Connecticut’s ‘Moms for Bob’ Seeks Win for Republican Gubernatorial Candidate Bob Stefanowski

Bob Stefanowski


Connecticut mothers disillusioned with Democrat rule in Connecticut are using their energy to block Democrat Governor Ned Lamont from a second term and help boost Republican gubernatorial candidate Bob Stefanowski to victory in November.

The mothers, who have formed a group dubbed “Moms for Bob,” are hoping their efforts will do for Stefanowski what parents did for Virginia Gov. Glenn Youngkin (R).

“In the beginning, I really thought Governor Lamont was trying to do the right thing,” Sarah Matthews, a mother of three who heads the Republican Party in Fairfield, told the Hartford Courant about Lamont’s handling of the coronavirus pandemic in the state.

“He was telling us what we needed to know, and I appreciated that,” Matthews said. “But now, it’s changed. … There’s a real overreach in state control.”

The Courant reported:

Matthews is part of a legion of Republican women enlisted by Republican candidate for governor Bob Stefanowski. Under the banner of “Moms for Bob,” the women are holding meetings in suburban coffee shops and living rooms across the state to convince friends and neighbors, including a vital block of unaffiliated voters, to support the Republican challenger.

As The Connecticut Star reported Thursday, National Public Radio (NPR) also observed the number of suburban Connecticut mothers who are shifting away from the Democrat Party because, among other concerns, officials from that party had turned a deaf ear to the issues of mask mandates in schools throughout the pandemic.

The moms interviewed by NPR said the move by Democrats in the state to lift the school mask mandate, which occurred abruptly just prior to President Joe Biden’s State of the Union address, amounted to “too little, too late.”

Republicans, the moms said, are the only officials who listened to their concerns and met with them.

Kelly Scinto, a Fairfield mother of four young children, told the Courant she grew frustrated with Lamont’s executive orders during the pandemic, especially the mask mandate, which the governor rescinded, as other Democrat governors did, just before Biden’s address.

“We have heard Lamont loud and clear with his taking away parental choice and putting it into the hands of the government instead of the parents with mask choice,” said Scinto. “I was really turned off by all of that, and I’m ready to support Bob and help in any way that he needs in order to get him elected in November.”

Scinto also said crime is another big concern, especially in light of the fact two of her family’s cars were stolen from their driveway.

“In our neighborhood, cars are stolen all the time,” she said.

Iowa Governor Kim Reynolds (R) captured the sentiment of parents frustrated with the Democrats’ policies that undermined parental rights.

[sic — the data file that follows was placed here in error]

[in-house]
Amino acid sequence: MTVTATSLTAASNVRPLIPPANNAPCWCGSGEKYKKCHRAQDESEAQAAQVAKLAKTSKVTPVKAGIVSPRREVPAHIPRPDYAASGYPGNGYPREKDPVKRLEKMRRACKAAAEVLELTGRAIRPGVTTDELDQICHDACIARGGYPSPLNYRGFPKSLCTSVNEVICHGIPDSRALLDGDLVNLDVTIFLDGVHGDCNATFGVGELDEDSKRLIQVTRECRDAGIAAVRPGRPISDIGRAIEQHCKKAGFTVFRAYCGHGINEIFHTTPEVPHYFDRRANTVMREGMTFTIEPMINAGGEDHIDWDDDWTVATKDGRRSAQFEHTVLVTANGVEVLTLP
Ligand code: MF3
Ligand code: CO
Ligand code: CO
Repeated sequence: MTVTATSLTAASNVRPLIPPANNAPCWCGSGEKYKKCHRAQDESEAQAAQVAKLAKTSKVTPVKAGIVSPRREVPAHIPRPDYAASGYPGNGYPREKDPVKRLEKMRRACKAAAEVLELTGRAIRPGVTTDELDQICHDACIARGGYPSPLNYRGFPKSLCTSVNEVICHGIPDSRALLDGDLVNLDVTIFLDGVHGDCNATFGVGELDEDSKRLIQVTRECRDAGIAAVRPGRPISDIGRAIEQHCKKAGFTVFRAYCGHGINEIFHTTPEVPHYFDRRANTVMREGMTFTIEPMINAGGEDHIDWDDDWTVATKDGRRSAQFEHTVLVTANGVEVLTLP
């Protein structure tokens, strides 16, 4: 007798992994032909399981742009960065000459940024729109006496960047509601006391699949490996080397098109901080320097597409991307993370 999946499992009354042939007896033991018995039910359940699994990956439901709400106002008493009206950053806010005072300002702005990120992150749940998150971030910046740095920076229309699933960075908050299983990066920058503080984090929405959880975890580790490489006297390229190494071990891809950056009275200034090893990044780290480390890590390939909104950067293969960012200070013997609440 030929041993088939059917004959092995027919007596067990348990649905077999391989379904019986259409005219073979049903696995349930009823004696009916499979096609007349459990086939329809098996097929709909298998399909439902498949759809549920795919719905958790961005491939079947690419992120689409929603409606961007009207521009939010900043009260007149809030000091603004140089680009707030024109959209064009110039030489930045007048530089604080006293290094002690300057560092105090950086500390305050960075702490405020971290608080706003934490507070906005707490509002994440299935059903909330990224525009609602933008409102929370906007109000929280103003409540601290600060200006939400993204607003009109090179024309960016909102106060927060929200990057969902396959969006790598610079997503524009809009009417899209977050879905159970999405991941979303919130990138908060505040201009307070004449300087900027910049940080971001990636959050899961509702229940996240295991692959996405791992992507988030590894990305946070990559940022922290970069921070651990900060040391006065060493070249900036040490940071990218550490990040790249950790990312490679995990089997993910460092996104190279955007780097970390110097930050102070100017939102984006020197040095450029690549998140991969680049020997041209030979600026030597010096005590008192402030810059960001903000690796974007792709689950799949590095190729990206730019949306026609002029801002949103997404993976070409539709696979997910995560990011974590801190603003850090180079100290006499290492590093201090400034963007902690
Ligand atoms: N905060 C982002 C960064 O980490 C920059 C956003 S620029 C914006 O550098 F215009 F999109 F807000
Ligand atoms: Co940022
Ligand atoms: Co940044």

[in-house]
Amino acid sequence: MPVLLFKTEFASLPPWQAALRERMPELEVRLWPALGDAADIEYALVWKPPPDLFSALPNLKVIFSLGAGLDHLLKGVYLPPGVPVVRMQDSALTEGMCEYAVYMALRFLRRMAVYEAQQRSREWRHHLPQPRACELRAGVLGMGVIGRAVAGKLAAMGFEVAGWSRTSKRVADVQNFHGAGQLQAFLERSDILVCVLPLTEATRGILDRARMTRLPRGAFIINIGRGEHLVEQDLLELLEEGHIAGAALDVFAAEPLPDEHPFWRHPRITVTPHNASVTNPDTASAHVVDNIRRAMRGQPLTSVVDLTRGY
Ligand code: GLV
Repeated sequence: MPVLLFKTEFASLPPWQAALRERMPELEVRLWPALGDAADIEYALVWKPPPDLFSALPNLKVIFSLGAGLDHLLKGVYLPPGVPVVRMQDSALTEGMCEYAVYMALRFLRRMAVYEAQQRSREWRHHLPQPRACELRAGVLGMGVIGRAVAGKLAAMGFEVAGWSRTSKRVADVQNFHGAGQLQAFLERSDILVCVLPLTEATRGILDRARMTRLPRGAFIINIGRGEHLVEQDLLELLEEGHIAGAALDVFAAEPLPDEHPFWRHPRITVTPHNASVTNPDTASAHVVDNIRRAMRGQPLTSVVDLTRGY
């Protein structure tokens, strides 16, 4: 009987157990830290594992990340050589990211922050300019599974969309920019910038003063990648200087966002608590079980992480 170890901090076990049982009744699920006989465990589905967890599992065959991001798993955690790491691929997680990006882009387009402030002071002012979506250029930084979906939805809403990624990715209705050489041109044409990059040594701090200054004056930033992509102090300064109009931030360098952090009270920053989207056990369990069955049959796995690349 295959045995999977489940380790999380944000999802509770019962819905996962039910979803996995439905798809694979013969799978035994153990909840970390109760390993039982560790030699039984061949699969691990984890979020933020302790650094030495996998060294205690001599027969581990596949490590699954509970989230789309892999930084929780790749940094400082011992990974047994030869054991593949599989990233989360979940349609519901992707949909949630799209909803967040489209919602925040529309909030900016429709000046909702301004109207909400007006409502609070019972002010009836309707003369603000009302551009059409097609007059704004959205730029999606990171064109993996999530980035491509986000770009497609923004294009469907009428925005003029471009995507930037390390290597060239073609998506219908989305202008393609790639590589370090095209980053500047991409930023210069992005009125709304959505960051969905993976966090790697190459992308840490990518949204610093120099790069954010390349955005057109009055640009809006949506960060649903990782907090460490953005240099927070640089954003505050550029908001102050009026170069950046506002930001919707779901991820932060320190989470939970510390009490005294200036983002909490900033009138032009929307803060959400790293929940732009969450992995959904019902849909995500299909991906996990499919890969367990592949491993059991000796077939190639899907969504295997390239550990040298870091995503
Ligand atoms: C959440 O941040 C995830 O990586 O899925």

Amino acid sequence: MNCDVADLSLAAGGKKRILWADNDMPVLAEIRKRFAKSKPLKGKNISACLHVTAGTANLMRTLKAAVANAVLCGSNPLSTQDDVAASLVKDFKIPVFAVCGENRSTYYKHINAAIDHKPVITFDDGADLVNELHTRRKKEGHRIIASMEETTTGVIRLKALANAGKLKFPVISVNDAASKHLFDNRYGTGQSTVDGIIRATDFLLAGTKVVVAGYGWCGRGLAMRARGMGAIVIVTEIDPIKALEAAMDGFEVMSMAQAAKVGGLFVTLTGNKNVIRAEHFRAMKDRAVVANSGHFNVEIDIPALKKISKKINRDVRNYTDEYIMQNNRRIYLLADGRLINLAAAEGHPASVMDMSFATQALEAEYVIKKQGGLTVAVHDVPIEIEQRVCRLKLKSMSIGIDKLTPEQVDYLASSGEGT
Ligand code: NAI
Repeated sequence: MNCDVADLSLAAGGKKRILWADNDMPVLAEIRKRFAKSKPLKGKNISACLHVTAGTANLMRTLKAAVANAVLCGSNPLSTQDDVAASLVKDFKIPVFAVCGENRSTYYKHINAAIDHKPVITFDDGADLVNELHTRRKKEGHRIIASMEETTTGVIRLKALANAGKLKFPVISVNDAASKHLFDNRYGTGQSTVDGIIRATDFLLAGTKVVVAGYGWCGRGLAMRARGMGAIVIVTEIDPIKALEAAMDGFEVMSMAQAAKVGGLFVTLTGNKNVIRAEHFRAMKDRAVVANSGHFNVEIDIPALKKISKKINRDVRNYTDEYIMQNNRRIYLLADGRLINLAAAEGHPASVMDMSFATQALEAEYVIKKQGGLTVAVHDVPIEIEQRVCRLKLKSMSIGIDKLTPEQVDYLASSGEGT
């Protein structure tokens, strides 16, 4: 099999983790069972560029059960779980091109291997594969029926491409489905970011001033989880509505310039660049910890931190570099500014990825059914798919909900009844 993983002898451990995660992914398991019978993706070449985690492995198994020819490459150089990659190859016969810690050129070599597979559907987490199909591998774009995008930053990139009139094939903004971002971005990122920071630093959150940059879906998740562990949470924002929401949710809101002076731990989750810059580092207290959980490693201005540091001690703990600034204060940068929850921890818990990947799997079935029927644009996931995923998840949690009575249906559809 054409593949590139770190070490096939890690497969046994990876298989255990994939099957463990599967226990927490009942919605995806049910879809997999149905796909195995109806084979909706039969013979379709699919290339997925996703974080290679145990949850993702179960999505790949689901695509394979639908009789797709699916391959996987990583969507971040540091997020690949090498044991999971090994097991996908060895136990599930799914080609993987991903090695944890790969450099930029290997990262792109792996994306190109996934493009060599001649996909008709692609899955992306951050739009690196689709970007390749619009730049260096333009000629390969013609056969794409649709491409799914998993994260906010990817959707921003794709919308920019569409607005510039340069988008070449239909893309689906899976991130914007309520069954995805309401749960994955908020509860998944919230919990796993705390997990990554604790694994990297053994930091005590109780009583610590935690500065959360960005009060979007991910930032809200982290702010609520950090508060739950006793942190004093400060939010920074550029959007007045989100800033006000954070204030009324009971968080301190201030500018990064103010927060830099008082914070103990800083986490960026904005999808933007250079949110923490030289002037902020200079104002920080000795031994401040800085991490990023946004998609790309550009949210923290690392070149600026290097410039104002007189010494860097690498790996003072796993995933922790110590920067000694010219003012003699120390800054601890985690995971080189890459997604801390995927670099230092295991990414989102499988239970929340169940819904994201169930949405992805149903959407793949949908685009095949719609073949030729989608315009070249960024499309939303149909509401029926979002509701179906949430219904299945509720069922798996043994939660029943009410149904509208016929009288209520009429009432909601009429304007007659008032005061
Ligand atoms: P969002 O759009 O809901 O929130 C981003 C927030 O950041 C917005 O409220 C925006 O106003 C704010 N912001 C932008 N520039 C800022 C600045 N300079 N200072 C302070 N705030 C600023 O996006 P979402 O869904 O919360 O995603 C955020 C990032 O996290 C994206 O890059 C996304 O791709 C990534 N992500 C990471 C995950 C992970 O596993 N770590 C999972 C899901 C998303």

“Republicans believe that parents matter,” Reynolds said in her response to Biden’s address. “It was true before the pandemic and has never been more important to say out loud: Parents matter.”

In Virginia, Youngkin defeated former governor Terry McAuliffe (D) primarily as a result of his resolve to defend parents’ rights.

“Any Republican running in the midterms has a lens on what happened in Virginia,” Betsy Fischer Martin, executive director of the Women & Politics Institute at American University, said, according to the Courant. “You’re going to see that playbook being used a lot. Reaching out to moms, especially moms of young children, is going to be a key message point.”

According to a “Gender on the Ballot” poll released Wednesday by Martin’s Institute and the Barbara Lee Family Foundation, 53 percent of women “believe elected officials have let people down and not delivered results.”

The survey results found 59 percent of women are pessimistic about the economy, compared to 48 percent in 2021, and 50 percent of the women polled said their financial situation has grown worse since the start of the pandemic, an increase of 11 percent since the previous year.

Of the women surveyed, 77 percent believe the pandemic “will have long-lasting impacts on women and their careers.”

The survey of 801 online interviews with participants across the country, was conducted by the Benenson Strategy Group between February 10-15 among likely women voters. The margin of error for the dataset overall is +/- 3.5 percent.

Barbara Lee, president and founder of the Barbara Lee Family Foundation, said in a statement women “will continue to shape our trajectory this election season.”

“Amidst global upheaval that has disproportionately impacted women, it is more important than ever that leaders understand the power of women voters and listen to their political opinions,” Lee added.

The “Moms for Bob” initiative in Connecticut takes off as an NPR/PBS NewsHour Marist survey of 1,264 national adults released in February found most of the issues women in Connecticut have expressed as areas of frustration with regard to state Democrats are the same ones that have led to 56 percent of Americans asserting Biden’s first year in office was a failure. Only 39 percent of the poll’s respondents said his first year was a success.

Inflation, handling of the pandemic, the Ukraine crisis, and violent crime were among the issues of grave concern the poll’s respondents gave as reasons for grading Biden so poorly.

However, when political affiliation is a factor, 79 percent of Democrats said Biden’s first year was a success, while only six percent of Republicans and 29 percent of Independents agreed with that assessment.

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Susan Berry, PhD, is national education editor at The Star News Network. Email tips to [email protected].
Photo “Bob Stefanowski” by Patrick Trueman CC BY-SA 3.0.


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